Survey of the Ara Metua, Rarotonga
This project is led by Professor Jane Downes and Professor Colin Richards, UHI Archaeology Institute.
Rarotonga is the largest of the Southern Cook Islands, which are located within central eastern Polynesia. The date of its initial colonization is far from clear. From oral accounts and genealogical sequences a date of around 1250 AD has been postulated (e.g. Campbell 2002, 148) for the earliest settlement by Polynesians arriving from Tahiti and Samoa.
More recently, the settlement of the Cook Islands has been suggested to have been after the Polynesian expansion into the ‘core’ areas of Easter Polynesia (e.g. Society Islands), which seems to occur c. 900 AD. However, given the limited archaeological research conducted on Rarotonga, especially a lack of a clear radiocarbon chronology for settlement, the date of colonization and subsequent social development remains obscure.
Although characterised as a ‘typical high island’ (Campbell 2006, 103), the topography of Rarotonga is unusual in having a continuous low coastal belt encircling central highlands. It is around this coastal zone that one of the largest ‘monuments’ in Polynesia was constructed: the great road of Toi (Te ara nui o toi). This road, also known as the Ara Metua (parent road), was described by Hiroa (1927, 211) as encircling the entire island. Actually, prehistoric encircling roads are present in other Eastern Polynesian contexts, for instance, the Ala Loa is known to have run around the coastline of the Big Island, Hawai’i, and its ritual circuit was a feature of the Makahiki ceremony (Mills 2002, 150). Traces of a coastal circuit road have been discovered in the Phoenix Islands, and Routledge (1919) describes a coastal circuit ara for Rapa Nui (Easter Island). However, what serves to make the Ara Metua on Rarotonga outstanding among Polynesian roads is the nature and scale of construction.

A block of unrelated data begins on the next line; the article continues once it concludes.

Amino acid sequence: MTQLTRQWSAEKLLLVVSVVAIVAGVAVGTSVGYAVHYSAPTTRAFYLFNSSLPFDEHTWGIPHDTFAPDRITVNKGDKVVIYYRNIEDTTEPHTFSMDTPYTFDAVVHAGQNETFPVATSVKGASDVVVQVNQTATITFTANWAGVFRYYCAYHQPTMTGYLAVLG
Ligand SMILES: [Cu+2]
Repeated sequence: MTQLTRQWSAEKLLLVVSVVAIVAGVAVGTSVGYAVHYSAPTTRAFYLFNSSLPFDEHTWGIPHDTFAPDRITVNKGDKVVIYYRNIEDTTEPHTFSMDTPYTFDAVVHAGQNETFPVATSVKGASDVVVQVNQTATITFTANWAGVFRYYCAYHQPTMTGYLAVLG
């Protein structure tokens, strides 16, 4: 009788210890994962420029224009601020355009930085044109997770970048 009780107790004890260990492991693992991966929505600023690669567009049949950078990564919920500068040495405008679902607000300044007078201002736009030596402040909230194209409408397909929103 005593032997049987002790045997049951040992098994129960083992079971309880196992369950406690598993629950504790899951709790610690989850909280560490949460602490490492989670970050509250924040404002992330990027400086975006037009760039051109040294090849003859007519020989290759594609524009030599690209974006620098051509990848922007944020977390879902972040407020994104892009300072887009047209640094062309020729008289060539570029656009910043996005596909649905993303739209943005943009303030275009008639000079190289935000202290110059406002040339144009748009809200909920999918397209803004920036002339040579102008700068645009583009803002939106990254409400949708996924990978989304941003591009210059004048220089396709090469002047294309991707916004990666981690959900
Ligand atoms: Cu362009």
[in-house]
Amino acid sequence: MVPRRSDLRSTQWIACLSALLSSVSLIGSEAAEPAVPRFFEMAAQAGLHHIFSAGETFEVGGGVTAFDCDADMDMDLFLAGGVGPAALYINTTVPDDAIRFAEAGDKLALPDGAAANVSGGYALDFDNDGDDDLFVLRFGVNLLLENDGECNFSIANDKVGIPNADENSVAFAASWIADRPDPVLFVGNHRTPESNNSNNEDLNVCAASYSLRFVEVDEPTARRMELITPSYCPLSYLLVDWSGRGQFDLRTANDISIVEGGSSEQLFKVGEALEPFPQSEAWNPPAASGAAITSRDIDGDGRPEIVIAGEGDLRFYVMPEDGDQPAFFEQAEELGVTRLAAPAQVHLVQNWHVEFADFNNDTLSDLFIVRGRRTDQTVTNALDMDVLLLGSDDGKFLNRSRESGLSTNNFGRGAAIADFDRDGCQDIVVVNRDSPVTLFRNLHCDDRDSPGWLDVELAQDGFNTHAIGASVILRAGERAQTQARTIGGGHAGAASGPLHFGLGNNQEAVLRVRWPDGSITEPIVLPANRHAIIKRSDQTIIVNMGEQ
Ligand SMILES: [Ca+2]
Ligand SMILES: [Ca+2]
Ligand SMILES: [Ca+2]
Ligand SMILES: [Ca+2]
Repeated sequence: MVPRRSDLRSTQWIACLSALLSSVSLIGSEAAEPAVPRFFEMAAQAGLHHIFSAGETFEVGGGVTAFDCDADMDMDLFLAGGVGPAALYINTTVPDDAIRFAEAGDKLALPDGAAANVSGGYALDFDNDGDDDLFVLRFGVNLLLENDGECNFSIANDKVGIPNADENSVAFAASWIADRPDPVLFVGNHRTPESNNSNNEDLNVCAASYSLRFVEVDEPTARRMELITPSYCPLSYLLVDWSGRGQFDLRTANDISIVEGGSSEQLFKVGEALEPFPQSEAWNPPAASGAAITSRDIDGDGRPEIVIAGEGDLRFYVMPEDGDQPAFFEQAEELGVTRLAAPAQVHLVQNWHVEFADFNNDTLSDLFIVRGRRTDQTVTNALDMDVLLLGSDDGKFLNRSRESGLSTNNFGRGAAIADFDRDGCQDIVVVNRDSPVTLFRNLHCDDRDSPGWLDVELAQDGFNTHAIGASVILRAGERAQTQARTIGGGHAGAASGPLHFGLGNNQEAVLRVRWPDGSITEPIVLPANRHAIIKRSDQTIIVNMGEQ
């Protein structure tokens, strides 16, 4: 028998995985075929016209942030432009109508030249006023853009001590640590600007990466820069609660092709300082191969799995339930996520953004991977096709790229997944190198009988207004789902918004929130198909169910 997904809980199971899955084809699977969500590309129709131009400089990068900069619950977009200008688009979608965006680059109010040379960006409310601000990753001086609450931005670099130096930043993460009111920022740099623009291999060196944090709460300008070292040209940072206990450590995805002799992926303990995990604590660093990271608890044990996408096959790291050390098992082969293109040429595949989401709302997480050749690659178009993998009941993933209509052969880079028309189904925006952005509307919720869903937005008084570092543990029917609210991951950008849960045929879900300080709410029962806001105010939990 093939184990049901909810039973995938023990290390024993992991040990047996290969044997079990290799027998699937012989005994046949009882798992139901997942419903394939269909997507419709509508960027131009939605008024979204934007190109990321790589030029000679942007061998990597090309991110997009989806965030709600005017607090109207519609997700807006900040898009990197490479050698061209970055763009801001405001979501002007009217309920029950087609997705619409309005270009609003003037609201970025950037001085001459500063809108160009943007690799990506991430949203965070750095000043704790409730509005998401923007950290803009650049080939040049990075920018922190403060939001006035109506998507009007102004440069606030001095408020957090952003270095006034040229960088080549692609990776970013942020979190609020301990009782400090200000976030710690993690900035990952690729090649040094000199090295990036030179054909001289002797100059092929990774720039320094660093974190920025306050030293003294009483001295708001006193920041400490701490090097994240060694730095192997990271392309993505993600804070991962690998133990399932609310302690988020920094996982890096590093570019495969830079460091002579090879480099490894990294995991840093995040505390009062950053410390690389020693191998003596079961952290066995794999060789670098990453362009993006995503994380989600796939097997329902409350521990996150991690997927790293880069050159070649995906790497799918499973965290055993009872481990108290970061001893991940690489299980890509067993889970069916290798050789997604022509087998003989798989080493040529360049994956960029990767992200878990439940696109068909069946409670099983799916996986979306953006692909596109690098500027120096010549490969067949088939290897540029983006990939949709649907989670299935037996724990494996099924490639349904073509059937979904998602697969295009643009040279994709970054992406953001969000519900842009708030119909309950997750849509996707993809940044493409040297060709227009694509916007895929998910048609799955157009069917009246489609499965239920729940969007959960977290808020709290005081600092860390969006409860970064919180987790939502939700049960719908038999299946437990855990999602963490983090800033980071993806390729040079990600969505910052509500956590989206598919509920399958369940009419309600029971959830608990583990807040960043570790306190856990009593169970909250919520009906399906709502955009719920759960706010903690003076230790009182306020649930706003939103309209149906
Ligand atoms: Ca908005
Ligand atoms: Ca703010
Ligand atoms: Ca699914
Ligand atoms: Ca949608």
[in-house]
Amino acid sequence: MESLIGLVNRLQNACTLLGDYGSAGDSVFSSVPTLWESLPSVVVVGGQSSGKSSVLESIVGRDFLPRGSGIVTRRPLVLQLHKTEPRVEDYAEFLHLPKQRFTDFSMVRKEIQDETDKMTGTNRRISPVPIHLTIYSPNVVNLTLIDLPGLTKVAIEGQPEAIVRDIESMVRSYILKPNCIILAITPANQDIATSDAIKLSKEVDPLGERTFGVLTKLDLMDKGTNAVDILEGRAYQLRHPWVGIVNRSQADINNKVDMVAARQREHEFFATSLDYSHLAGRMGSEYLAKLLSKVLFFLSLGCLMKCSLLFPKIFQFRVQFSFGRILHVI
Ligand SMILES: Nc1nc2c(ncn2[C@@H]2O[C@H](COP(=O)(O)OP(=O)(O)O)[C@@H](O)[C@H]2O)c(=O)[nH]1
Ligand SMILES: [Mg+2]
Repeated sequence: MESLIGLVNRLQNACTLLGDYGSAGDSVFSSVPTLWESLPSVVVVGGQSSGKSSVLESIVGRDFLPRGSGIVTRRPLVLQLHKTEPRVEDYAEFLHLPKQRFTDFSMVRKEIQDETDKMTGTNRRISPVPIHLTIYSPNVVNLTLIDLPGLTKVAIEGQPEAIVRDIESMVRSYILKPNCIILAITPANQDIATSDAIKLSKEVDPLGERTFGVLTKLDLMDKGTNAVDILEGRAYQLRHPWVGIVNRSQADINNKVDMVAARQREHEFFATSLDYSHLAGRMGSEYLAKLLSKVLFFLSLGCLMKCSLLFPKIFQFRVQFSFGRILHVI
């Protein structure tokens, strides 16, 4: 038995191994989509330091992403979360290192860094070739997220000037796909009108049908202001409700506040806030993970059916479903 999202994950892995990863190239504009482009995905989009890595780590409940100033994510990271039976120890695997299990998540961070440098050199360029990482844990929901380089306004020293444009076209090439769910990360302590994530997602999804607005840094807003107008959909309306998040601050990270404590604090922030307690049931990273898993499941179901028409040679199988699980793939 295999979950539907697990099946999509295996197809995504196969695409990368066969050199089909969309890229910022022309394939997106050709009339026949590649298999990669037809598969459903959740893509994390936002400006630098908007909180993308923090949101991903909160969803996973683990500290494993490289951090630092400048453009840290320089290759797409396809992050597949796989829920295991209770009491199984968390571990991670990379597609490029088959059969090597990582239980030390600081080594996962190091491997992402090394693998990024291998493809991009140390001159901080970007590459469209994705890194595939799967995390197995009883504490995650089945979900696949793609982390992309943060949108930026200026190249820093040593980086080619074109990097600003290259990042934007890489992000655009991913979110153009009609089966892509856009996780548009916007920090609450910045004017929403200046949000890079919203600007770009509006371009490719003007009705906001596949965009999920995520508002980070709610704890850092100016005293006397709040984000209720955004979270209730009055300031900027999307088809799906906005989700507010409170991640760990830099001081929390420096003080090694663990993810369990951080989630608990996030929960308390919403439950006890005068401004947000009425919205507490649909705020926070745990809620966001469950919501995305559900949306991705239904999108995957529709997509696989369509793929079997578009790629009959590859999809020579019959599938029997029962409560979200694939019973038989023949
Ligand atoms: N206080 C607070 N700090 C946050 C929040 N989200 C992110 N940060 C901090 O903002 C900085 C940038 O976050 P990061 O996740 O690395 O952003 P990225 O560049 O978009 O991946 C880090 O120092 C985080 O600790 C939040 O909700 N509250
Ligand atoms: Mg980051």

Campbell (2006) has described the layered character of the Ara Metua and how it not only served a primary ritual or cosmological role, as suggested by Parker (1974, 64), but also acted as a day to day means of movement, structuring and ordering the location of adjacent buildings, including marae, dwellings, paepae, koutu, and so forth. In short, as a monumental circuit road, the Ara Metua provided a degree of order to peoples place in the world, and the manner in which they encountered other people and places.
Despite warnings that the Ara Metua can be ‘over-analysed’ (Campbell 2001, 210), there remains substantial gaps in our knowledge regarding its morphology and construction sequence, for example, was it built in a uniform manner or did it vary in different sections, and did it exist as a complete circuit? Questions of chronology and sequence are equally important, for instance, when was it built, and was it of unitary construction or composed of piecemeal ‘projects’ with sections being added through time? Also, we know nothing about how frequently (if at all) was it rebuilt, resurfaced or refurbished in one way or another. These structural questions translate into social questions as in being a monument, did the appearance of the Ara Metua, in terms of grandeur and the quality of materials, express differences in the social standing of different vaka on the island?
In order to address these questions a sustained programme of research on Rarotonga is required to investigate the composition and chronology of the ara metua, and associated structures. The report represents the preliminary results from the first season of research.